-Sleeping well: If you’ve heard it once, you’ve heard it a thousand times: sleeping eight hours each night is so important! When we sleep our brains use that time to process all of the day’s information and to repair muscles and other important bodily functions. Without this all-important sleep, our bodies’ intricate processes are interrupted, leaving our brains unable to get through the next day’s activities without added stress, worry and irritability.
-Exercise and meditation: While sleep may be important, the opposite is also important. Exercising in any way possible throughout the day keeps stress levels down, according to the Mayo Clinic. Raising your endorphins by doing something as simple as taking the stairs instead of the elevator can give you that extra boost you need to make it through the next stressful situation. Yoga and meditation go hand in hand with exercise, as they have similar effects on reducing and relieving stress.
2. What Is The Worst Outcome That Could Occur?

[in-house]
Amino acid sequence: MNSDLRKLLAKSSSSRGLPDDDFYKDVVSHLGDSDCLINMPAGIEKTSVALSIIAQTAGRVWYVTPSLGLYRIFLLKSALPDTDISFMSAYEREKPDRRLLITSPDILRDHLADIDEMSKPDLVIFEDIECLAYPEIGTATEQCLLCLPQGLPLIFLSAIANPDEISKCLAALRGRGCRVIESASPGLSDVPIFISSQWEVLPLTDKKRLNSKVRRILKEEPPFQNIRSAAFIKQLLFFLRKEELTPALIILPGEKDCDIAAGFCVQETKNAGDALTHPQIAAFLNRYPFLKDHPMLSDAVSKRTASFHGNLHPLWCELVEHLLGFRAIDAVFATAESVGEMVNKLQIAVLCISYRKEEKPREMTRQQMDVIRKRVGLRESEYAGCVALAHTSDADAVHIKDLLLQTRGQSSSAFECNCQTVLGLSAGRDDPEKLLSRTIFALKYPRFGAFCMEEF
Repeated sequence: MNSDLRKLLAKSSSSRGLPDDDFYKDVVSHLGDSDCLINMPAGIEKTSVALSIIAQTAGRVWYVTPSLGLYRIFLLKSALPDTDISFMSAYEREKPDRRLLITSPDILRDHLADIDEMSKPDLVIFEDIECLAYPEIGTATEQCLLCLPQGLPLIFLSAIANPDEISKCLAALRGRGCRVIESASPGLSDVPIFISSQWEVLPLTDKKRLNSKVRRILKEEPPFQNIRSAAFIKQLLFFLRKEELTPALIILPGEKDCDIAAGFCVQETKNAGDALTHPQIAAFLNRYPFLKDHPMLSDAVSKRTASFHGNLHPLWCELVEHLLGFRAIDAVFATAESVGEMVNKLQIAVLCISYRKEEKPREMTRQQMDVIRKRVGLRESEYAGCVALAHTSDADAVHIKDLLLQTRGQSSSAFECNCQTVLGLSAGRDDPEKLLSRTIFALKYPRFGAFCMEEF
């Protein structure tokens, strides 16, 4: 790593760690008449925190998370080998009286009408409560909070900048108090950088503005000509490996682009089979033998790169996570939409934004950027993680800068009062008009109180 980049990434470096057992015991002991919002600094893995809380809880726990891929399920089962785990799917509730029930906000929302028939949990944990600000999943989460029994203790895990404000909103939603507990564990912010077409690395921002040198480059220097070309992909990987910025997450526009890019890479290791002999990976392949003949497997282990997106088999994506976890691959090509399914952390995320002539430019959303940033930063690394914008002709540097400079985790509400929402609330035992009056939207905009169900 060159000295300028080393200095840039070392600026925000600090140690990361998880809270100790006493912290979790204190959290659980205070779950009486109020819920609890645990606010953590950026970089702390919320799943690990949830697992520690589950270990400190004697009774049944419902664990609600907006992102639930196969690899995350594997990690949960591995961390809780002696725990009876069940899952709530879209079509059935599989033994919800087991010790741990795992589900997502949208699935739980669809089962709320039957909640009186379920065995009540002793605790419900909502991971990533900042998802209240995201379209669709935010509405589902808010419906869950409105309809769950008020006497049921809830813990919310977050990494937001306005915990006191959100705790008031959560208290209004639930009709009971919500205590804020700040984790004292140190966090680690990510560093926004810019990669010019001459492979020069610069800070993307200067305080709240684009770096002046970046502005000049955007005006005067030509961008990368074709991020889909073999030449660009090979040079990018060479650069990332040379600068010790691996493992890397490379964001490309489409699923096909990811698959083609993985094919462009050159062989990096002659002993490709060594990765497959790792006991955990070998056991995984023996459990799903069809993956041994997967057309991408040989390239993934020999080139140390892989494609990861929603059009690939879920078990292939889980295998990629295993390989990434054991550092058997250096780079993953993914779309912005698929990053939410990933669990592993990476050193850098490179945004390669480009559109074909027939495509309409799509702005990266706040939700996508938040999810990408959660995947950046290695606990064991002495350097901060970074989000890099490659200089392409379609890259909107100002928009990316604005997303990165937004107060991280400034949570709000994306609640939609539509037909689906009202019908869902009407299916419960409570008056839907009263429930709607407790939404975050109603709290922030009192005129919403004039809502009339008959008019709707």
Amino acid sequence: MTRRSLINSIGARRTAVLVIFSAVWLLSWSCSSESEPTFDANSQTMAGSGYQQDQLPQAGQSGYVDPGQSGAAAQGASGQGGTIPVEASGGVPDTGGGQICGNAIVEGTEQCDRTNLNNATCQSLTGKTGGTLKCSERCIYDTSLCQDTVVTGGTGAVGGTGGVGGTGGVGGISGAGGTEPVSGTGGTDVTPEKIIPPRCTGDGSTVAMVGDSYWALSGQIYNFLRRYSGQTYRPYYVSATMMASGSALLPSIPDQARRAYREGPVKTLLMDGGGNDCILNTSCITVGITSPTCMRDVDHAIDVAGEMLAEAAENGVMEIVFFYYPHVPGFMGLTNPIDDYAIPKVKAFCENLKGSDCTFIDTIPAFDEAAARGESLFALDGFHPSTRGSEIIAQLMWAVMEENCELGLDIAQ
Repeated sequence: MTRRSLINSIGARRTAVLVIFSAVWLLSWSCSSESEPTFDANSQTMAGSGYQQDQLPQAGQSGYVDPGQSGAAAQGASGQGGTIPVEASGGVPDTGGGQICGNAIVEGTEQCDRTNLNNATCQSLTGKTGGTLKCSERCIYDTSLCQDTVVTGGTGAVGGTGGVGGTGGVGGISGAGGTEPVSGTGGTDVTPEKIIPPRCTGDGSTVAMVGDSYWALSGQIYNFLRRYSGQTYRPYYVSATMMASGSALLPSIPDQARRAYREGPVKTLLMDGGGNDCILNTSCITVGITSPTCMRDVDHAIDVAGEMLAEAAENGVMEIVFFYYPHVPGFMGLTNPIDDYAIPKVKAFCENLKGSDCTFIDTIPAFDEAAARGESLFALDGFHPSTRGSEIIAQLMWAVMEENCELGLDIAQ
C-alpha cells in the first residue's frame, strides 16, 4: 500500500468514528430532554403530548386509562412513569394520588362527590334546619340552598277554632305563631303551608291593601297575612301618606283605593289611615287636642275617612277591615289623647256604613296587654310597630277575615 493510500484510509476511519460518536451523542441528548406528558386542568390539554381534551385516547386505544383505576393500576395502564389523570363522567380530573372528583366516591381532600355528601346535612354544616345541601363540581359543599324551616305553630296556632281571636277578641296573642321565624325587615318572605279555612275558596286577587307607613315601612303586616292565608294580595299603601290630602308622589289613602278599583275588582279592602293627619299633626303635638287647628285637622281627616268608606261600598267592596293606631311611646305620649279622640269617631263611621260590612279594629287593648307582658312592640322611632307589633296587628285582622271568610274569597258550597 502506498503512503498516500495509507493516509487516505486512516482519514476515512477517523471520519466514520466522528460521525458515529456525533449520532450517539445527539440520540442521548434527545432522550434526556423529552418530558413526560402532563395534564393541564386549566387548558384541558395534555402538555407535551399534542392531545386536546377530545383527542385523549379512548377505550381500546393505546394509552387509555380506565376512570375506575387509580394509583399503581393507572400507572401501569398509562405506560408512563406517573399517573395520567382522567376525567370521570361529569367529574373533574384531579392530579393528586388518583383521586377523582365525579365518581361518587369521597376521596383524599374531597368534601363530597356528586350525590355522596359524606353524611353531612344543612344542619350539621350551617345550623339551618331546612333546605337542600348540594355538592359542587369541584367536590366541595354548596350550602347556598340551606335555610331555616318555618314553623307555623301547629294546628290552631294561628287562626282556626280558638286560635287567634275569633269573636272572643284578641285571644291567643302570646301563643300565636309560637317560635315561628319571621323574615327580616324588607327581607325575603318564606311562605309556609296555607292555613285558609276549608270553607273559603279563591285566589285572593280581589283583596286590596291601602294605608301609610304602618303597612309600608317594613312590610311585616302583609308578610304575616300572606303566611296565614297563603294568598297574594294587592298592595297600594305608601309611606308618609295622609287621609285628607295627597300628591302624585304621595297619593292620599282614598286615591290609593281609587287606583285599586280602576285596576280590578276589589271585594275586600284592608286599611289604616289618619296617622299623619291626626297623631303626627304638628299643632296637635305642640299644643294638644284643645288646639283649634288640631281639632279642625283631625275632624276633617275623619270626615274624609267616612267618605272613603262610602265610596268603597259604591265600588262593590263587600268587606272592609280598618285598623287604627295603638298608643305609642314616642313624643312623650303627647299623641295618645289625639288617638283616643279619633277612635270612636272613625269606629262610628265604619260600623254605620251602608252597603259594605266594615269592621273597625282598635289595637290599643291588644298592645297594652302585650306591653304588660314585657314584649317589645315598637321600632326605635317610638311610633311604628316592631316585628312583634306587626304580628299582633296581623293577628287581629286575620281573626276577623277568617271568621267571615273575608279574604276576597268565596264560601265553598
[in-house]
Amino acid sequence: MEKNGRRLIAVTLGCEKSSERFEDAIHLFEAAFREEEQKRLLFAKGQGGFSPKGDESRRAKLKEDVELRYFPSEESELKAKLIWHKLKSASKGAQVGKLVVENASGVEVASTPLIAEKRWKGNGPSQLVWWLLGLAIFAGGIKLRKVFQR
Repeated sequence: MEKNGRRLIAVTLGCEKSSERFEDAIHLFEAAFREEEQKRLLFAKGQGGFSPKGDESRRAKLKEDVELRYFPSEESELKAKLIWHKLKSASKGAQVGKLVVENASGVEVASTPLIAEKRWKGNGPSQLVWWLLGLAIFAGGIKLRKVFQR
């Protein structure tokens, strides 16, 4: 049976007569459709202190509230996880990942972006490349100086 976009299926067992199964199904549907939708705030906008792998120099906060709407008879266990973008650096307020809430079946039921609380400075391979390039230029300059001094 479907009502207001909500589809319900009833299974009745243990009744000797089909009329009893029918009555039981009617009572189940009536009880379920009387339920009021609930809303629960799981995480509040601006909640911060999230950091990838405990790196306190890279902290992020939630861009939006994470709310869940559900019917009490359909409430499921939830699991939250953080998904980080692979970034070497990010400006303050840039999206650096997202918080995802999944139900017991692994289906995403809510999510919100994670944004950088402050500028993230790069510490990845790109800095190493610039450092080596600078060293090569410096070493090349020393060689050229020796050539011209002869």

Have you ever been in a new or stressful situation and immediately thought the worst outcome possible was going to occur? If so, you aren’t alone. It’s natural to assume the worst in a scary situation, but you can beat those negative thoughts.
More often than not the worst possible outcome isn’t really so bad. For example, a person who is afraid of needles might be asked “What’s the worst possible outcome from this simple injection?” and when pausing to think about it logically, the person will hopefully realize the worst thing that could happen is that it will hurt for a few seconds.
Sometimes we let our imaginations get away from us, causing us extra unnecessary stress. So what are some of the worst outcomes that could occur in any given situation?
-Serious injury: This outcome is black and white: if something you are doing might actually cause you serious injury or even death, consider doing something else! Ask a friend if you’re unsure if you’re coming up with this outcome unrealistically or if what you are about to do or going through really is that dangerous. Removing yourself from stressful situations that can cause you physical harm is a good rule of thumb.